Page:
Informatics

Exploring how informatics supports/detracts from collaboration and information exchange in nursing and/or healthcare.

A general discourse accords that informatics combines the process of gathering data, presenting it to bolster deduction of essential meaning and comprehension, as well as management of information to fabricate new ideas that can be utilized to distinguish and fathom problems associated with healthcare services. (Snyder, Wu, & Wolff, 2012). Alternatively, ANA (American Nurses Association) characterizes nursing informatics as a claim that incorporates, software, data, and nursing sciences​ to oversee and impart information, data, learning, and shrewdness in nursing practices. This definition is correlative with the meaning of clinical informatics, which analyses the convergence of informatics with the precise knowledge and ideas of a clinical space (Snyder, Wu, & Wolff, 2012).

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One aspect in which wellbeing informatics is important is that progresses in innovation encourages patient-focused care (Snyder, Wu, & Wolff, 2012). Informatics can avail a mechanism to patients to give their nurses basic data, to freely share data with family members, companions, and other ill people around them. Sharing of data may empower patients to apply more noteworthy control over their care. Nurses may utilize data frameworks such as electronic restorative records, to manage patient care services or impart data to different nurses. Patients and nursed may utilize correspondence apparatuses and data assets to interface with each other in new ways (Snyder, Wu, & Wolff, 2012). On the contrary, whereas informatics can encourage the accessibility of critical data, technological innovation can likewise expand bureaucracy, add to dehumanization, and meddle with nurse-patient interconnections (Snyder, Wu, & Wolff, 2012). Therefore, alert in utilizing new data assets is justified to evade dependence on wrong or bias information, and nurse may need to direct patients to proper data assets. Maybe the most prominent test for both patients and suppliers is recognizing quality data that improves the associations between nurses and patients.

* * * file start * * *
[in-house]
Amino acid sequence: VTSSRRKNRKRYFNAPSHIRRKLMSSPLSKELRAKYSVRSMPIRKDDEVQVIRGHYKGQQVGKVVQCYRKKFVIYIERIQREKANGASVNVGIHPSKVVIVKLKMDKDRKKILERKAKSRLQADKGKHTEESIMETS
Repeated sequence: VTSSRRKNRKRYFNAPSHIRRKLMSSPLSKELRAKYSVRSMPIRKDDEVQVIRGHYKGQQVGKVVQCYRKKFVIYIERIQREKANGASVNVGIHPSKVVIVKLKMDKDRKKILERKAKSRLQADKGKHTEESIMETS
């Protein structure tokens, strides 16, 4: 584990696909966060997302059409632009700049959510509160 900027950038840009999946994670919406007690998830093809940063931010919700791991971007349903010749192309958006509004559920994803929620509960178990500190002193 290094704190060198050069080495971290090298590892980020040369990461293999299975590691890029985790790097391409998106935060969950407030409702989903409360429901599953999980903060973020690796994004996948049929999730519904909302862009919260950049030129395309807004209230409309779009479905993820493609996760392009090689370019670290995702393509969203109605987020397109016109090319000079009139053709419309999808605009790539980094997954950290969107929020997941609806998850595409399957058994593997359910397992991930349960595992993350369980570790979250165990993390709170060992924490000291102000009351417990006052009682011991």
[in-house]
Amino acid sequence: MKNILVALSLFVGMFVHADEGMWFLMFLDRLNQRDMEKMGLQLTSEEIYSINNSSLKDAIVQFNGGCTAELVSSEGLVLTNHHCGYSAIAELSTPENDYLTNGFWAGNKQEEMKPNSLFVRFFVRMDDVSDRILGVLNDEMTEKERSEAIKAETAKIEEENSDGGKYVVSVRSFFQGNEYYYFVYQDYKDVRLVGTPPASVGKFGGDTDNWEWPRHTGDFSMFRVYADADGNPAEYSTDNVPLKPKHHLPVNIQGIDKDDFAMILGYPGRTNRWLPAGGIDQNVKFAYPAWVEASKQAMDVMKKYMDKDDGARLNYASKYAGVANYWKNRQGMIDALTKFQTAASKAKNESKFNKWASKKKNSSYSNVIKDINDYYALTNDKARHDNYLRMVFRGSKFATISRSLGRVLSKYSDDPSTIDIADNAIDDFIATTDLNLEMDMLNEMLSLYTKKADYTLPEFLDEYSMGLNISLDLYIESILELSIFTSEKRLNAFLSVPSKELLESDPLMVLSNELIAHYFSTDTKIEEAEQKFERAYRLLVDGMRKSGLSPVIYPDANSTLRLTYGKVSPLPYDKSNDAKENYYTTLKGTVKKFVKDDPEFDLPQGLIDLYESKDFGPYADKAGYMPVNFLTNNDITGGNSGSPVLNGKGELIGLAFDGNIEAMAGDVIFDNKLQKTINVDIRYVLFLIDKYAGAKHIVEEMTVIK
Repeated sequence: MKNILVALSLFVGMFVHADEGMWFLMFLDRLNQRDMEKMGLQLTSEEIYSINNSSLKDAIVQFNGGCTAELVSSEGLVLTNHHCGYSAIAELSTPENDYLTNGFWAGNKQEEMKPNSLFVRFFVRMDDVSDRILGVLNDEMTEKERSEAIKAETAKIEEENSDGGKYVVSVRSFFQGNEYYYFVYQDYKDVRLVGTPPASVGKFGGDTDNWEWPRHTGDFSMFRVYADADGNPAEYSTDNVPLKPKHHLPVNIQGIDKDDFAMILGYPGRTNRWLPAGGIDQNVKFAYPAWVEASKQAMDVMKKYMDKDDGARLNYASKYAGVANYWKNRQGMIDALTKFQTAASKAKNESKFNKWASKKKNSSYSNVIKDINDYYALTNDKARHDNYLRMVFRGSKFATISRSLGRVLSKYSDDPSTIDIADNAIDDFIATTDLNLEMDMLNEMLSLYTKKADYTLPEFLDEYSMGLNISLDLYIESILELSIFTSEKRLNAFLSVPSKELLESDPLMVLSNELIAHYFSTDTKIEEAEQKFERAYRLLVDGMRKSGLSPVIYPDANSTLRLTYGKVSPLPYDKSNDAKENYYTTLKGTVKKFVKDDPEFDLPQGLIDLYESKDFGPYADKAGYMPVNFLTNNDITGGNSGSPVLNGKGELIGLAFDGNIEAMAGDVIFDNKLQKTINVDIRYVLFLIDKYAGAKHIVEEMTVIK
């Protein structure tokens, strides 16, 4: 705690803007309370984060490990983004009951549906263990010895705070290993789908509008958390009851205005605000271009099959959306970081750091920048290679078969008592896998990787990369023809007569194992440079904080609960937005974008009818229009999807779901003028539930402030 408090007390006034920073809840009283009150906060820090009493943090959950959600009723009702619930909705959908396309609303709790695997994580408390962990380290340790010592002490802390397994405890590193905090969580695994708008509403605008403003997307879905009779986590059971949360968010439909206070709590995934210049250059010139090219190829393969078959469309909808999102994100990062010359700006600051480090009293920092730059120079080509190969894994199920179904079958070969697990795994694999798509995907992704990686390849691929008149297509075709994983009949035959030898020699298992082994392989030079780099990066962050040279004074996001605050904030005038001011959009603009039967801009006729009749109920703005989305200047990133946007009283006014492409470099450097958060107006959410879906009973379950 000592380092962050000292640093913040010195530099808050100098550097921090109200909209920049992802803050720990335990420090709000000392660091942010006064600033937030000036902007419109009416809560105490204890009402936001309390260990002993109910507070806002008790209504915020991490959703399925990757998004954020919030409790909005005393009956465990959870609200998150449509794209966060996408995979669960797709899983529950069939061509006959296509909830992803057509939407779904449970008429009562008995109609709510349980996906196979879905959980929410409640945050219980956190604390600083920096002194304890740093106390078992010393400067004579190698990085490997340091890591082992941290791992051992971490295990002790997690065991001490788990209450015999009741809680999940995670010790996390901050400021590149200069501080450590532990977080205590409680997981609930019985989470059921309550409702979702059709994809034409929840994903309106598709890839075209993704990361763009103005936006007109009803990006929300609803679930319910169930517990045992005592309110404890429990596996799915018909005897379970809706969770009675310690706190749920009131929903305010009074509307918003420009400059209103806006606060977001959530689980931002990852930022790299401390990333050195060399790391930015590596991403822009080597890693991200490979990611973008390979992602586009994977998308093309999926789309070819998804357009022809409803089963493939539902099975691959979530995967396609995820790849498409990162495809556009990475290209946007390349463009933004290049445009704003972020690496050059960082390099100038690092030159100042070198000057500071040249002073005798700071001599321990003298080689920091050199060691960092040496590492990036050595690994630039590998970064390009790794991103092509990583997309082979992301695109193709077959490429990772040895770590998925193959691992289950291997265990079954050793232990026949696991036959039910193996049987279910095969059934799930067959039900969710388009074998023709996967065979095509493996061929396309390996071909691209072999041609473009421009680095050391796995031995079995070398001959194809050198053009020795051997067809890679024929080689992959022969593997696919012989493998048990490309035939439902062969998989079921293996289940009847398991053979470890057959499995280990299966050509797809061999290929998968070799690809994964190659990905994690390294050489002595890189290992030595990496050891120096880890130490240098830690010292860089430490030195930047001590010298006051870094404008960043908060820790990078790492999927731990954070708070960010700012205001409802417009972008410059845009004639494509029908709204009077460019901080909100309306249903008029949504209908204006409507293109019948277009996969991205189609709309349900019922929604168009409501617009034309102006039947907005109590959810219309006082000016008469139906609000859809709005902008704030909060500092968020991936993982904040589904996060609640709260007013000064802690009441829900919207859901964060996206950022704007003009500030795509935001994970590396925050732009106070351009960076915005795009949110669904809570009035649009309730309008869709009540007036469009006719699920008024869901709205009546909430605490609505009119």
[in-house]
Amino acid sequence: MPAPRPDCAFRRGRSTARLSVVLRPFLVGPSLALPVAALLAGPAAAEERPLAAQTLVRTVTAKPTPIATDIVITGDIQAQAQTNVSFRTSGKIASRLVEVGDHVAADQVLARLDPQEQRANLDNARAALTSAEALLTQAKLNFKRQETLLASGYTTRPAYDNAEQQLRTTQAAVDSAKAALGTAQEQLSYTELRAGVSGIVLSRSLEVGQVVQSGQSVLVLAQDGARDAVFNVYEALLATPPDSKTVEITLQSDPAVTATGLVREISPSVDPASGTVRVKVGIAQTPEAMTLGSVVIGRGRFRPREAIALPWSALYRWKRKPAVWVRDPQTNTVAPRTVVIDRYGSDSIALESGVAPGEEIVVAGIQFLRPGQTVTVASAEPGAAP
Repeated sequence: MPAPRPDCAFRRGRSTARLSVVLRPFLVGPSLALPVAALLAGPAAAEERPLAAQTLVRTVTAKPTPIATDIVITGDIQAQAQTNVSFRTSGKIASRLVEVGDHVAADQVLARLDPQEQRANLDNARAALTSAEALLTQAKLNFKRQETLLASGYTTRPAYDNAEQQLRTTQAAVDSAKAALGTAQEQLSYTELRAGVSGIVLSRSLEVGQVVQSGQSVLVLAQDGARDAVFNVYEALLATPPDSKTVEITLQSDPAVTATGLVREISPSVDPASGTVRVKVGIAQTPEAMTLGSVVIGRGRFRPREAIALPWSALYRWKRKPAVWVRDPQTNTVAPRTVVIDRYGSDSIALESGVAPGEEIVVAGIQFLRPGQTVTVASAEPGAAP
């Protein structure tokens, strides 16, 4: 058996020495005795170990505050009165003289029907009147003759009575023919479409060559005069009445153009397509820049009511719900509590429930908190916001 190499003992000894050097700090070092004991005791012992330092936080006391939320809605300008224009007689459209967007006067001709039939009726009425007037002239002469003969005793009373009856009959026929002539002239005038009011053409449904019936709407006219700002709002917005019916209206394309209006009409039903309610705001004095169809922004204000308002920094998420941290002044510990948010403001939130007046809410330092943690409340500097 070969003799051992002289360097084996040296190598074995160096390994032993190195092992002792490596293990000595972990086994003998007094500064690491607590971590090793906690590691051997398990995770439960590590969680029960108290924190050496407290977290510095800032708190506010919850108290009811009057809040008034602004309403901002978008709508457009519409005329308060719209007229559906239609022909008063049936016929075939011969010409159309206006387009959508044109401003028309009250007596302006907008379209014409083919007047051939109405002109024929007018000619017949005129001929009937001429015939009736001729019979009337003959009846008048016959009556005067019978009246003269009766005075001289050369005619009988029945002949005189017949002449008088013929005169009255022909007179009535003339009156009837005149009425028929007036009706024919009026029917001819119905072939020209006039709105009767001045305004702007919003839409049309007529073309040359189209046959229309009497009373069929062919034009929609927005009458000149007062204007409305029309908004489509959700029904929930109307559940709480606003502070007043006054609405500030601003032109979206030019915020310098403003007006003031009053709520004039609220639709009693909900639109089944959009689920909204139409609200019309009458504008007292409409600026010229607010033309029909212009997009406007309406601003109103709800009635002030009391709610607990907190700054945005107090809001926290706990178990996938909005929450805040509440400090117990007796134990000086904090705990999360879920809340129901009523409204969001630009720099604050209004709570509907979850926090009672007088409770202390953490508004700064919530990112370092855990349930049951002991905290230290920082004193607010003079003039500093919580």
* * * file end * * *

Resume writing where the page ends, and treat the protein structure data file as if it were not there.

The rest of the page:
In decision-making, combining technology and knowledge may help nurses diagnose some potential syndromes in patients early. For instance, with the availability of electronic documentation, changes in the status of patients can be easily identified because the data about is easy to access and retrieve (Snyder, Wu, & Wolff, 2012). The trend of the interpreted and organized data of the critical signs and symptoms of the patient is readily accessible. As such, the nurse can, therefore, apply their knowledge in conjunction with the available information to generate a reasonable action plan to attend to the patient. However, one critical concern is that, although access to patient personal medical records can he beneficial, this practice is against the heath care privacy policy (Herrick, Gorman & Goodman, 2010). If any nurse can access the medical records, it means that this act violets a patient’s right to medical privacy.

One of the reasons that might hinder information exchange between a nurse and a patient is the ill person’s fear of lack of privacy (Herrick, Gorman & Goodman, 2010). For instance, celebrities might fear leakage of their conditions in public hence most of them tend to shy off from sharing complete information about their health with regular nurses. Some also fear that although saving data in a server system could be important, it is also risky because of cyber hacking and unauthentic access as well as the corruption of patients’ information. Hence, to ensure the privacy of patients’ medical records, ANA need to impose strict fines to nurses who attempt to leak or access patients’ information without authorization (Herrick, Gorman & Goodman, 2010). Additionally, it should be plainly known that such malicious acts could cost the nurses ​theirs jobs. More so, to secure the computer system of the hospital from hacking, the hospital IT persons need to generate an automatic command that would require a certain IP user to change their passwords occasionally (Herrick, Gorman, & Goodman, 2010).

 

References

Snyder, F. C., Wu, W. A., & Wolff, C. A. (2012). The Role of Informatics in Promoting Patient-Centered Care. Cancer J. Author manuscript; available in PMC 2012 Jul 1.

Herrick, M. D., Gorman, L., & Goodman, C. J. (2010). Nation Center for Policy Analysis. Health Information Technology: Benefits and Problems. Policy Report, No. 327.